On January 20, 2023, Judge Morrison of the Fourth Judicial Circuit in Effingham County ruled in favor of guns rights activists by issuing a temporary restraining order for HB 5471. HB 5471 is the gun control legislation that was recently signed into law by Governor Pritzker. The plaintiffs in the case are represented by Tom Devore, the former Republican nominee for Illinois Attorney General who was recently defeated by Kwame Raoul by double digits. The pair are now likely to continue to face off in court, as Attorney General Raoul’s quickly filed its notice of appeal.
Plaintiffs sought an emergency motion for a temporary restraining order, arguing that HB 5471 impairs their fundamental right to bear arms and was passed in violation of the Illinois Constitution. To prevail, the plaintiffs had to demonstrate that there is a clear right in need of protection, plaintiffs will suffer from irreparable injury, plaintiffs have no adequate remedy at law, plaintiffs is likely to succeed on the merits of its claim.
The bill, which is still categorized under “Insurance Code – Public Adjusters.” The case, which alleges issues under the Illinois Constitution, notes that the bill violates a range of requirements. These requirements include the “three reading requirement” and the “single subject rule.” The court notes that the defendants did not provide any evidence to show the legislative intent behind the bill.
An additional major component to the court’s decision involves the level of the scrutiny that should be applied. The defendants contend that there is no fundamental right in question, citing a 1984 case which found that gun regulations are not subject to strict scrutiny.1 The court notes that this standard is no longer applicable, as the Illinois Supreme Court ruled in 2021 that alleged issues pertaining to gun rights is subject to strict scrutiny review.
An additional important analysis involves the Illinois Supreme Court has recently established that strict scrutiny applies to alleged constitutional violations of gun rights.2 The court further notes the recent U.S. Supreme Court decision which struck down New York’s “proper cause” requirement could render the argument that rational basis review is the proper standard of review for a due process gun rights question as moot.3
The plaintiffs argued that HB 5471 is a restraint on their rights to deliver, sell, import, or purchase certain weapons, attachments, and ammunition, and/or manufacture, deliver, sell, or purchase large capacity ammunition feeding devices. The court found that the plaintiffs have a constitutional fundamental right that is subject to strict scrutiny and is protected by the Constitution of Illinois and the Constitution of the United States. This standard requires the government to prove the law is narrowly tailored to achieve a compelling state interest and that there are no less restrictive means available to achieve that interest.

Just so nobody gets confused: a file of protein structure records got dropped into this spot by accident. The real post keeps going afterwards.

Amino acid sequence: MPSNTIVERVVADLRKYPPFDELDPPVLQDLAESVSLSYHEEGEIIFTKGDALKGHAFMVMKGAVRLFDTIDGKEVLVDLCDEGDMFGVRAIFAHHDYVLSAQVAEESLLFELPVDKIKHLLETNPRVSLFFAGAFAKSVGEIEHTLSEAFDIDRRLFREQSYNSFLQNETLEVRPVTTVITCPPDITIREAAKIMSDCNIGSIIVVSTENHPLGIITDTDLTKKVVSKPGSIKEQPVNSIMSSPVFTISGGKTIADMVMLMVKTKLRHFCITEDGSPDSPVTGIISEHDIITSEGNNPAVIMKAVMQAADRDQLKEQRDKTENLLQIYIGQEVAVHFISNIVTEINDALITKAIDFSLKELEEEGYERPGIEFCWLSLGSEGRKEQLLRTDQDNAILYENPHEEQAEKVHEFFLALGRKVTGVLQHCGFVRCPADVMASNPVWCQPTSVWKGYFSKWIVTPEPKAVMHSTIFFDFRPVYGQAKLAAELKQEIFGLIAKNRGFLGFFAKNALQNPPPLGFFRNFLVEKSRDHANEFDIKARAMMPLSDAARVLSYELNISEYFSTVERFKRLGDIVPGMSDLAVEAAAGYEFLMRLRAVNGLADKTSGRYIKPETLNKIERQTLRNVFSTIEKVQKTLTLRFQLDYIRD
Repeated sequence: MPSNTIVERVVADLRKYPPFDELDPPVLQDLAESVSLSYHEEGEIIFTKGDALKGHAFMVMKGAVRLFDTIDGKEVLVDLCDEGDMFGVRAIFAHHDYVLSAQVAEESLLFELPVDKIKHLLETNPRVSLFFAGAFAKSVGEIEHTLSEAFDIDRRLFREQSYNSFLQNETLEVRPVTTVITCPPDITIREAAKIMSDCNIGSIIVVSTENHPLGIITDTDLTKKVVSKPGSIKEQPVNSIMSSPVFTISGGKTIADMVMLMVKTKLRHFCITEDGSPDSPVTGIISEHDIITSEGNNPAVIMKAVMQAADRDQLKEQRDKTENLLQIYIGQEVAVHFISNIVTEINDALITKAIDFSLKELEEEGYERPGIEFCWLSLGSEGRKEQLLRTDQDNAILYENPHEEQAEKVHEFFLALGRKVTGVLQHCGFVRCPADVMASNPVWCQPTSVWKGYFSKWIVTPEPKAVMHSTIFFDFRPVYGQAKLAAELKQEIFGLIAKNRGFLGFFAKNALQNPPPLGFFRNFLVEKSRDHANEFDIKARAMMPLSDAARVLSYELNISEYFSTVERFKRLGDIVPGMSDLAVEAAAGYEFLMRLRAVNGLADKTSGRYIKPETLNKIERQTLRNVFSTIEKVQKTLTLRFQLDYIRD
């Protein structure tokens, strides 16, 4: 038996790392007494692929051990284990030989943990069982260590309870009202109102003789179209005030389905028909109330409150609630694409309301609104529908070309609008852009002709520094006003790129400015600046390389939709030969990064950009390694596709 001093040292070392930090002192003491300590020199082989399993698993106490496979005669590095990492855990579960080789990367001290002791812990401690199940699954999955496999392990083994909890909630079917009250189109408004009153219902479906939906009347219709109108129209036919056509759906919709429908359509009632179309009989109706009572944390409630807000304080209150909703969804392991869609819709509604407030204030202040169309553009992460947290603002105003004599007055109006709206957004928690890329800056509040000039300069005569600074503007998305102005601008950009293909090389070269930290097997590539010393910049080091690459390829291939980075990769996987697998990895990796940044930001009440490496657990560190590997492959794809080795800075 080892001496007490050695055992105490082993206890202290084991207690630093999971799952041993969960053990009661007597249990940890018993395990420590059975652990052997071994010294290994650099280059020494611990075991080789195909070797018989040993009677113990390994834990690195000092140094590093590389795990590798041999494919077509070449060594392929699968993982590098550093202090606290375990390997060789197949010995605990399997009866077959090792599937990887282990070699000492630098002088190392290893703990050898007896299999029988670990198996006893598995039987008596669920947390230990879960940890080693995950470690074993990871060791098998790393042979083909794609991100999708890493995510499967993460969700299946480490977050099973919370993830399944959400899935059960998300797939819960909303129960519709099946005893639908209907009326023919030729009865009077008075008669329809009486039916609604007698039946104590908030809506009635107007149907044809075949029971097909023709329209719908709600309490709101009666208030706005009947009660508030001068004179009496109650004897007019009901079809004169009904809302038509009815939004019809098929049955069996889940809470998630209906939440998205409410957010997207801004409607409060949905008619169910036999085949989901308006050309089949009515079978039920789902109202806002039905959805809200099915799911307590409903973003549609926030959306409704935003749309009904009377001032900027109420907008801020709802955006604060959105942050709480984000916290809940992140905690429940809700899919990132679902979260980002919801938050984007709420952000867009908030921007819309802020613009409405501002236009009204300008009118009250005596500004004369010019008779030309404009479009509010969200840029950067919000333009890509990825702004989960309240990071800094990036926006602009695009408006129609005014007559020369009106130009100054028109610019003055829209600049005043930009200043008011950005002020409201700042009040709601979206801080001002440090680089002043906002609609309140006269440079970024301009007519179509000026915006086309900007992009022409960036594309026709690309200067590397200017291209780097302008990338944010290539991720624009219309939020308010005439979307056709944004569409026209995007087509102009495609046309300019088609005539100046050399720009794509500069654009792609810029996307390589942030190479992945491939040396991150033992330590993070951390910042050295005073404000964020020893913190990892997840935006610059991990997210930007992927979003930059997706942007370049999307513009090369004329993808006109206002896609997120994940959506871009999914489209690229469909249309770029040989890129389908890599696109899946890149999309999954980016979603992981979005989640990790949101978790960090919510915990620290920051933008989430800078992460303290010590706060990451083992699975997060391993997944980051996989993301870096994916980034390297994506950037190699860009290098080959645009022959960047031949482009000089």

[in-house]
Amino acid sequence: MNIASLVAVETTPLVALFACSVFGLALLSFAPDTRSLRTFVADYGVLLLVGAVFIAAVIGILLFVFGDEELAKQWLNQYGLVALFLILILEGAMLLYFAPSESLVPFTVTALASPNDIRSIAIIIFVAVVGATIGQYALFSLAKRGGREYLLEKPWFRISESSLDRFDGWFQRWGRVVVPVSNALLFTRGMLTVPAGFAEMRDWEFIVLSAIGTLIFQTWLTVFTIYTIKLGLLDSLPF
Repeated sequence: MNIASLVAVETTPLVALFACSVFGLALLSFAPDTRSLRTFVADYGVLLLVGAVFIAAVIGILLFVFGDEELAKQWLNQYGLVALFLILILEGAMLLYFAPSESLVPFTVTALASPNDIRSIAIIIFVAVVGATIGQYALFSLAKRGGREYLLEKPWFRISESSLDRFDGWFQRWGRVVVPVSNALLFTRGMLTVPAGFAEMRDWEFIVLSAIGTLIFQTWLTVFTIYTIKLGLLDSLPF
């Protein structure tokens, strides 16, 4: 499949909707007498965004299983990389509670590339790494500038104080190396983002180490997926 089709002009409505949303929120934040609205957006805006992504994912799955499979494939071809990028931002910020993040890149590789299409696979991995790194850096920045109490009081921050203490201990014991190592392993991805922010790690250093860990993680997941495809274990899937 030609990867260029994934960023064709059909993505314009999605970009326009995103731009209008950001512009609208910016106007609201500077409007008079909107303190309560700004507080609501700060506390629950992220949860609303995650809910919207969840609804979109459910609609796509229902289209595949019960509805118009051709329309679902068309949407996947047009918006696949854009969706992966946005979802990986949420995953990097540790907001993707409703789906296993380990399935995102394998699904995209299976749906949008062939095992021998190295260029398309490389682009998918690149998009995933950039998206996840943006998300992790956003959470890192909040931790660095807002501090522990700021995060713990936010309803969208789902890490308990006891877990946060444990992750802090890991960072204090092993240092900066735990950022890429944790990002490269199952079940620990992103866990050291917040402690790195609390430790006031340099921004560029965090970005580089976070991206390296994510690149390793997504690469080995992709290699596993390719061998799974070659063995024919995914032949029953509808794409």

Furthermore, the court found that the plaintiffs will suffer irreparable injury if the temporary restraining order is not granted. “To demonstrate irreparable injury, the moving party need not show an injury that is beyond repair or compensation in damages, but rather need show only transgressions of a continuing nature.”4 Further, the injury suffered “must be in the form of Plaintiff’s legal rights being sacrificed if Plaintiff is forced to await a decision on the merits.”5
Though the court concedes that the statute does provide ample time so far as it pertains to the requirement to register firearms with the Illinois State Police, it takes issue with the timing involving the prohibition on the sale or transfer of certain firearms, which was effective immediately when the bill was signed into law on January 10, 2023.
The court also found that the plaintiffs have a likelihood of success on the merits. According to the court, “the Defendants presented no evidence of legislative intent for the Court to consider. Furthermore, an examination of the Illinois Legislative General Assembly history of the bill provided no further information.” This lack of information and evidence makes it difficult for the defendants to prove that the law is narrowly tailored to achieve a compelling state interest and that there are no less restrictive means available to achieve that interest.
Decision and Impact
As a result of this decision, the court granted the temporary restraining order, temporarily blocking the implementation of HB 5471. Attorney General Raoul has already filed a notice of appeal, which should bring the case to be heard by the Fifth District Appellate Court.6 The case will continue to be heard in court, but this decision is a significant victory for gun rights activists in Illinois.
The outcome of this case could have significant implications for the future of gun control in Illinois and could serve as a precedent for both procedural and gun control cases. Notably this is not the only pending lawsuit against the law. The Illinois State Rifle Association also joined two other gun rights groups by filing a federal lawsuit in the Southern District of Illinois. It is also important to note that this lawsuit will only enjoin the 800 or so plaintiffs named in the lawsuit. It will not apply across the board to all people across the State of Illinois.
1 Kalodimos v. Vill. Of Morton Grove, 447 N.E. 849 (1st Dist. 1983)
2 Illinois Supreme Court in Guns Save Live, Inc. v. Ali, 2021 IL 126014
3 New York State Rifle Association, Inc. v. Bruen, 142 S.Ct. 2111 (2022)
4 Victor Twp. Drainage Dist. 1 v. Lundeen Family Farm P’ship, 2014 Ill. App. 2d 140009
5 Hough v. Weber, 560 N.E.2d 5 (2nd Dist. 1990)
6 Matt Stefanski, What’s Next for Illinois Assault Weapons Ban After Temporary Restraining Order Issued?, NBC CHICAGO, Jan. 21, 2023, https://www.nbcchicago.com/news/local/whats-next-for-illinois-assault-weapons-ban-after-temporary-restraining-order-issued/3050977/